A good illustration of “The Labyrinth of Morality” was discussed by the sociologist Robert Jackall when he explored the ethics of decision making within several corporate bureaucracies.

In his book, “Moral Mazes,” Jackall made several observations.

The mid-level managers that he spoke with were not “evil” people in their everyday lives, but in the context of their jobs, they had a separate moral code altogether, what Jackall calls the “fundamental rules of corporate life”:

(1) You never go around your boss.

(2) You tell your boss what he wants to hear, even when your boss claims that he wants dissenting views.

(3) If your boss wants something dropped, you drop it.

(4) You are sensitive to your boss’s wishes so that you anticipate what he wants; you don’t force him, in other words, to act as a boss.

(5) Your job is not to report something that your boss does not want reported, but rather to cover it up. You do your job and you keep your mouth shut.

( a tip of the hat for the above writing:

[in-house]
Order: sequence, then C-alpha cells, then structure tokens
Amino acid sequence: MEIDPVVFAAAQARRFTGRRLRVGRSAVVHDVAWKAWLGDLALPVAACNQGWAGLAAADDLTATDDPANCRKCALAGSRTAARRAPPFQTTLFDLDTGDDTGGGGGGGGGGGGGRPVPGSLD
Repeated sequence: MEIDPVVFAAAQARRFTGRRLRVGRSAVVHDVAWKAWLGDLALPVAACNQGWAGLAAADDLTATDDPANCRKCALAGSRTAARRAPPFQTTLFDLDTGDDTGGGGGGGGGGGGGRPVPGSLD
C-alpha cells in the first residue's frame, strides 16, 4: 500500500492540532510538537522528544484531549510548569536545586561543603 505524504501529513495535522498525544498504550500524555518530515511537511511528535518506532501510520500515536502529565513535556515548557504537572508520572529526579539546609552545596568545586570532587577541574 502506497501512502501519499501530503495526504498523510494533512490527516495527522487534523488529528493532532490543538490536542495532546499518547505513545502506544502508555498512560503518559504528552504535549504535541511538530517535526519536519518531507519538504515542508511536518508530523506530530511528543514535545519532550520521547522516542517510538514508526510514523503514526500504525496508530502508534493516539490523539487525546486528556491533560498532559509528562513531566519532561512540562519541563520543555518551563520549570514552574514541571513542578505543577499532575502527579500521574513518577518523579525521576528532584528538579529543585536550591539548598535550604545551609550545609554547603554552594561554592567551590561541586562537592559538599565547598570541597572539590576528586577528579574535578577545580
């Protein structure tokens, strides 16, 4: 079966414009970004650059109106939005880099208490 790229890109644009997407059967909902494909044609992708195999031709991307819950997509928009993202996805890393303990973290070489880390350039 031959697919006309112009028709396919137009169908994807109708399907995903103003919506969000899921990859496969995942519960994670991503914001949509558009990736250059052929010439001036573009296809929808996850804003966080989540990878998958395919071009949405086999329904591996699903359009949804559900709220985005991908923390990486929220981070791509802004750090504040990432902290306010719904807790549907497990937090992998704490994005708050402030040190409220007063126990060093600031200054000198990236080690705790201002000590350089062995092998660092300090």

Why is it that makes people believe they can change the natural laws of existence to suit their fancy? Has the politics of immediacy replaced the principles underlying life and living. What’s up with this anyway?

In my experience, if your solution doesn’t work, you have either the wrong solution, or THE WRONG PROBLEM.

In this instance, I believe we’re trying to solve the wrong problem.

Okay, so what is the real problem?

The real problem is an ignorance of, or disregard of the immutable principles of life underlying all human interaction. Instead, we have adopted a wrong solution of inventing new and untried methods of survival while ignoring the natural laws of existence.

The ”fundamental rules of corporate life” referenced above provide a good example of this phenomenon.

Rather than face the consequences of what people instinctively know to be the right thing to do, they adopt instead the “safe solution” – which is anything but safe in the long run.

(to be continued)

d. jacobs, 10.16.13


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